NEW YORK (CNNMoney) -- A social media exchange-traded fund has made its debut, but experts say to hold off before you "like" and "+1" it to share it with all of your friends.
While the Global X Social Media ETF (Facebook and Twitter.), which began trading Tuesday at $14.98 per share, includes buzzworthy initial public offerings Groupon ( ), LinkedIn ( ), and Pandora ( ), it lacks the world's two rock star social media platforms since they have yet to go public:
"ETF and mutual fund providers have a habit of launching funds that they think will collect money from investors, but not necessarily make money for investors," said Rick Ferri, founder of Portfolio Solutions and author of The ETF Book. "And I think this might be one of those ETFs."
That's why Ferri and other experts are dismissing the investment value of the ETF, calling it "premature" and a "gimmick" that's capitalizing on the popularity of social media companies even though their record of generating profits is erratic.
"I don't think the firms in this ETF are great proxies for the potential performance of Facebook and Twitter, and I think investors will be disappointed," said Christian Magoon, CEO of Magoon Capital and an ETF industry consultant.
Despite the lack of publicly traded shares for Facebook and Twitter, Global X Funds CEO Bruno del Ama said the company launched the ETF now because "social media is a global phenomenon that's growing quickly and is transformational, and the investor community wants access."
But buyer beware. Tom Lydon, president of Global Trends Investments and editor of ETF Trends, said the fund will likely "have trouble matching" the rapid growth of the social media industry.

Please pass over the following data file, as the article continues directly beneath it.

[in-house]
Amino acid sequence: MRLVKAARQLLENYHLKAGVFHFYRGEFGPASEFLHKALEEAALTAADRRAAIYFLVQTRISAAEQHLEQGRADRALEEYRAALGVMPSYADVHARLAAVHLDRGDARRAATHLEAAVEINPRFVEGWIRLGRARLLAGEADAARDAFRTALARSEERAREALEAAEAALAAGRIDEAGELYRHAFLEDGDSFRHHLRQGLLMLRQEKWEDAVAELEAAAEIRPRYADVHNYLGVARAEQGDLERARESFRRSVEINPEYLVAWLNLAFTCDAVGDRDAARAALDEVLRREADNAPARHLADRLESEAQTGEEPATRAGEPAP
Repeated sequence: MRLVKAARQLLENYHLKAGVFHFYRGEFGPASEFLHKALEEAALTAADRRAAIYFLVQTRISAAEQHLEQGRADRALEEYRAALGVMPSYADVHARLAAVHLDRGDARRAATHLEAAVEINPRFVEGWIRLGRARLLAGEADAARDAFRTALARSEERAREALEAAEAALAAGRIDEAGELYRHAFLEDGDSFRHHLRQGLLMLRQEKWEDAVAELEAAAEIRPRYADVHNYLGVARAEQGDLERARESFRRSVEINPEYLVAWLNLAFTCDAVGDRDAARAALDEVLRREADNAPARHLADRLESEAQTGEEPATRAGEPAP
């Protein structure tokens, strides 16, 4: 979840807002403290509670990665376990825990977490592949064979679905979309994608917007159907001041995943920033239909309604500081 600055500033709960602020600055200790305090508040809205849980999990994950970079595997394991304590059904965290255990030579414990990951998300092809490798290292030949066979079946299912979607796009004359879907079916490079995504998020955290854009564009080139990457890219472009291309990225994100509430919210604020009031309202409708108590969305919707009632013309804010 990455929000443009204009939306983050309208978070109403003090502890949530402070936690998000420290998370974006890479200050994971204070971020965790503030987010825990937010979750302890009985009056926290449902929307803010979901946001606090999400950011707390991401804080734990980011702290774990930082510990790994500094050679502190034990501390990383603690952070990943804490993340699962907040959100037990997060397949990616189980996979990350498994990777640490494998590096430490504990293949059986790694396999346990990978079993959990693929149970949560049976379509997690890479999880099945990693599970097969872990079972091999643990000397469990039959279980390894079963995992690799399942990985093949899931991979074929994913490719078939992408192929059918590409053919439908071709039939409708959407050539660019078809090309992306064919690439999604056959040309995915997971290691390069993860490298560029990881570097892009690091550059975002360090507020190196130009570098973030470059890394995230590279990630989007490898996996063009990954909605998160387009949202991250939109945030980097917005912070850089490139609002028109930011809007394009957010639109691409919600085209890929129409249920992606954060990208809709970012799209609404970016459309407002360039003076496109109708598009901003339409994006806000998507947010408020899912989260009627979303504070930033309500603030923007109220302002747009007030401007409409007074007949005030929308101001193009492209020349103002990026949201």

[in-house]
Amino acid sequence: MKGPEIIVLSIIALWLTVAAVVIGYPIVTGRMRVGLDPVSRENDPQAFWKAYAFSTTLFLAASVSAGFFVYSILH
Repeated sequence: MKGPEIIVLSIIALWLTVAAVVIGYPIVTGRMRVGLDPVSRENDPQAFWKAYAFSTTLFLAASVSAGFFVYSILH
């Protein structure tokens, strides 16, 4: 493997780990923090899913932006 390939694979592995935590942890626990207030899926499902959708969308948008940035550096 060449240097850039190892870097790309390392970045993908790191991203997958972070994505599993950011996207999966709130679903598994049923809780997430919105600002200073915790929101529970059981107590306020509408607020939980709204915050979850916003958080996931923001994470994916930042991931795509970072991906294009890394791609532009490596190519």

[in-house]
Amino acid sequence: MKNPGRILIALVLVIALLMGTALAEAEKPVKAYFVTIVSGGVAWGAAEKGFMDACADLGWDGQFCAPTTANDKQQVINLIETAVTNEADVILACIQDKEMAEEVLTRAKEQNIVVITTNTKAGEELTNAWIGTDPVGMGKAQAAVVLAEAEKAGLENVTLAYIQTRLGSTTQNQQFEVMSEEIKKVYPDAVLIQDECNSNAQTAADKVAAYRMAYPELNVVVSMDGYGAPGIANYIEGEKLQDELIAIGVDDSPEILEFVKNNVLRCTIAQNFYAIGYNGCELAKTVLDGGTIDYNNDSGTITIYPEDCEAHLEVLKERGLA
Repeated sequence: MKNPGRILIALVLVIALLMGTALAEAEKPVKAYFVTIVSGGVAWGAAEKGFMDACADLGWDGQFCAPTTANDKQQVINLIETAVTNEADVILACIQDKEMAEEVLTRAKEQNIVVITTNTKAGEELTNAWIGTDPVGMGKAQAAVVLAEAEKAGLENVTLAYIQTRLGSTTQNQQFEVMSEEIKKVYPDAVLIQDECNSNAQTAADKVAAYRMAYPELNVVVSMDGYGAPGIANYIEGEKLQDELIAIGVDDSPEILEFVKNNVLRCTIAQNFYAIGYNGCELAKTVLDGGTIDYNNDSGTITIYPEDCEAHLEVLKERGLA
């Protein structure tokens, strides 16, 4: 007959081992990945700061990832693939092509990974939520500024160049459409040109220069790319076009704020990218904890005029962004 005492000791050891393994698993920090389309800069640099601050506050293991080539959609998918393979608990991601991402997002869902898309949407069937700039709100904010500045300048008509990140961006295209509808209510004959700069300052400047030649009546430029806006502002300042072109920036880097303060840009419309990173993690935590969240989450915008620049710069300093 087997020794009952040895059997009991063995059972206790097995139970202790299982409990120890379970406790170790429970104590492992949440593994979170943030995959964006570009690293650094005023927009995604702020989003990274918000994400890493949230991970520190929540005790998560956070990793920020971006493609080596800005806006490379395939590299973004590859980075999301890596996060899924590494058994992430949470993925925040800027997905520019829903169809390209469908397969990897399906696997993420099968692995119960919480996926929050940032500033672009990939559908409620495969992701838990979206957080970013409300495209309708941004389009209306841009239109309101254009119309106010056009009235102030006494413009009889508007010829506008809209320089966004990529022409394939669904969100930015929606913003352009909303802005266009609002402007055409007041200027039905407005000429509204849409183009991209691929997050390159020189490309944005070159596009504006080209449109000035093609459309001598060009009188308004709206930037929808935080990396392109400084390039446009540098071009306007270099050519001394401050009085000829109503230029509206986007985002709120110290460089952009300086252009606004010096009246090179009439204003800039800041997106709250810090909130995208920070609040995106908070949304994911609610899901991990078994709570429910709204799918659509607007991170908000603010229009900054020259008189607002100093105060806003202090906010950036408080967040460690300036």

The one favorable aspect of the fund is its diversity, said Magoon, given that it boasts exposure to social media firms across the world.
The Social Media ETF tracks the Solactive Social Media Index, which includes 25 companies such as Russia's Yandex (), as well as social media firms in the United Kingdom, Germany, Italy, India and Taiwan.
Chinese companies represent the biggest bulk of the portfolio, with Renren () and Sina Corp. ( ) in the mix. The largest holding in the fund is Japan's social gaming giant DeNA.
The fund's biggest U.S. stake is in Google (Fortune 500), which runs social media platforms Google+ and YouTube. But since Google is not a pure social media play, its weight in the index and the fund is already at its limit.,
Despite the variety of social media firms, Magoon says most investors would be better off by betting on broader-based technology companies that have more mature and proven business models and provide the "picks and axes" to social media companies.
Magoon likes the S&P North American Technology-Multimedia Networking Index ETF (Fortune 500), Qualcomm ( , Fortune 500) and Juniper Networks ( ). He also suggests the Dynamics Software ETF ( ), which contains giants like Oracle ( , Fortune 500) and Red Hat ( ).), which includes Cisco ( ,
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